This is the day our first child was born, a daughter, back when we lived in Sioux Falls in the shadow of McKennan Hospital. I used to write columns about our daughter's birthday, not every year, but sometimes on milestone years, you know? I suppose if I were being brutally honest, I'd have to admit I mentioned it often enough that she and her friends developed a fear that I might still be writing about her birthday when she was 40, or 60 or 80. Come on. That would be silly. To be clear, this isn't an essay on my child's birthday.
Many years ago, I sometimes swapped stories with another editor in the quiet, early-morning newsroom while we ran wire-service copy through a machine that turned a string of yellow perforated tape into news columns that could be pasted onto a page. It was repetitive work, and we had time to talk over the world's problems. A recurring conversation I recall well involved what the other editor saw as a growing disrespect for elected officials.
Every so often, it hits me that I'm growing older. You're shocked, I know. Me, too. Much of the time, I'm neither young nor old. Now and then, though, I do the math, and, goodness gracious, I've been around a long time. I guess I should blame Howard Elrod back in Chamberlain High School. He made sure I learned math, and advanced math and algebra and geometry. I never forgot that stuff. I've thought a bit more often about aging lately because I can look back half a century, 50 years, to the end of high school and the beginning of college.
Most of the family gathered in Denver for the Thanksgiving holiday, and I came away from the experience with many impressions -- some new, some reinforced versions of impressions I formed on previous trips. The family gathering was incomplete without the Brookings trio. They spent their Thanksgiving in Mitchell.
If you're reading this, it's Wednesday morning and the world didn't come to an end last night. You probably weren't even considering that possibility, perhaps waiting until the December date when the Mayans (or at least a movie about their calendar) said the world would end. Me, I was a little jittery all Tuesday evening. It was well into the night before I stopped tossing and drifted off to sleep. (Really? No, not really. I'm writing this late on Tuesday.
Time was I wrote sports for a living. That was decades ago, in the age of manual typewriters, three-carbon copy books, hot lead and proofreading correction lines upside-down and backwards in the back shop just before the final Sunday sports page went over for good. Even so, I was pretty good at it, and I'm diving back into sports writing just long enough to join the thousands of folks who are commenting on the resumption of the State-U football series. South Dakota State University, for those of you who only landed here last week from Mars, hosts the University of South Dakota i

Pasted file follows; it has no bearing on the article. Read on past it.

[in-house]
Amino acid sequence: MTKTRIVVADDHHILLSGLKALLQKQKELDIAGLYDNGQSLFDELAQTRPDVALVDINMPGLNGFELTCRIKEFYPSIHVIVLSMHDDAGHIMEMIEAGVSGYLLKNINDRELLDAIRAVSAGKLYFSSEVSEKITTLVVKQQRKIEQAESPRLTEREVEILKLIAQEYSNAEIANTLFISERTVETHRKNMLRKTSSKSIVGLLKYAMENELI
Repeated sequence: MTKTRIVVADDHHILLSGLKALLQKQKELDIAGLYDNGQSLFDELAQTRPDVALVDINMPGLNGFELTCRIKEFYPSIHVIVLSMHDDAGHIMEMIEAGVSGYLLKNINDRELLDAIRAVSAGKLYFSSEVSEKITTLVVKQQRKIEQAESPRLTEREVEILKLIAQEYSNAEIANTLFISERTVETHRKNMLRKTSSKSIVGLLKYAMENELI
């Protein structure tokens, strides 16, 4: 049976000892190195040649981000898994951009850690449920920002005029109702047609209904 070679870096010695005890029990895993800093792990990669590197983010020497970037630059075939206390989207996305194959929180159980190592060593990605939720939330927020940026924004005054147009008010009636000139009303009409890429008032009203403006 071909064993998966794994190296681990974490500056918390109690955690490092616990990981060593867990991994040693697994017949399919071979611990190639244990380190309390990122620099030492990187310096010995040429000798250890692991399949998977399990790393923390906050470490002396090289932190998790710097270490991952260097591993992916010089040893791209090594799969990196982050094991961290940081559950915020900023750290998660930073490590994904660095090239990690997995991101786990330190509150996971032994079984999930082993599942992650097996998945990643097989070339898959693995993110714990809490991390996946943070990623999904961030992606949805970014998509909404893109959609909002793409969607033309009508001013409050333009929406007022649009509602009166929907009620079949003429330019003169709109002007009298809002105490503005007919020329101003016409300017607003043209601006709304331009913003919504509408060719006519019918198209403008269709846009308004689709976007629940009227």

I took in the latest 007 ("Bond. James Bond.") flick at a Saturday matinee in Pierre during the weekend, and when we walked out of the theater, we stepped into winter. I'll get to winter in a moment, but a person can't mention 007 without fleshing out that topic just a bit. Our Brookings granddaughter and her parents were in town for part of the Veterans Day weekend. The granddaughter is beginning to like some Bond stories and movies, and it's always a treat to be able to enjoy a live movie with her.
I was rummaging through a magazine rack in the living room the other day when I happened upon a most amazing book, one I'd forgotten I possessed. The book is an over-sized soft-cover publication titled "South Dakotans in Vietnam.'' The one I have contained oral histories of that war by some of the Pierre-area men and women who served their tours in Southeast Asia.
Many years ago when I had younger friends, Nancy and I would join them on weekends like this one to search for firewood in the Missouri River breaks above Oahe Dam. We were three couples, each with a fireplace and a chainsaw. The fall firewood hunt had its practical side because of the fireplaces. You need wood to keep one going, and every member of our three-couple group was way too cheap to consider buying wood. Wait. Cheap may be too harsh a word. Perhaps we were simply frugal. We were children of the 1940s and 1950s, you know.
Mother Nature can be so cruel. Not that long ago, we had winds that howled like our old Labrador when he picked up a snoutful of porcupine quills. Not that long ago, we had a few nights of terribly unseasonably chilly weather. So, what's the forecast for Halloween? Well, out here where I live, The Weather Channel says the daytime high is supposed to be 66 degrees and the evening low might be high 30s. The wind is forecast at the moment at about 18 mph, so that's promising. The temperature, though, offers no relief at all. Relief from what, you ask?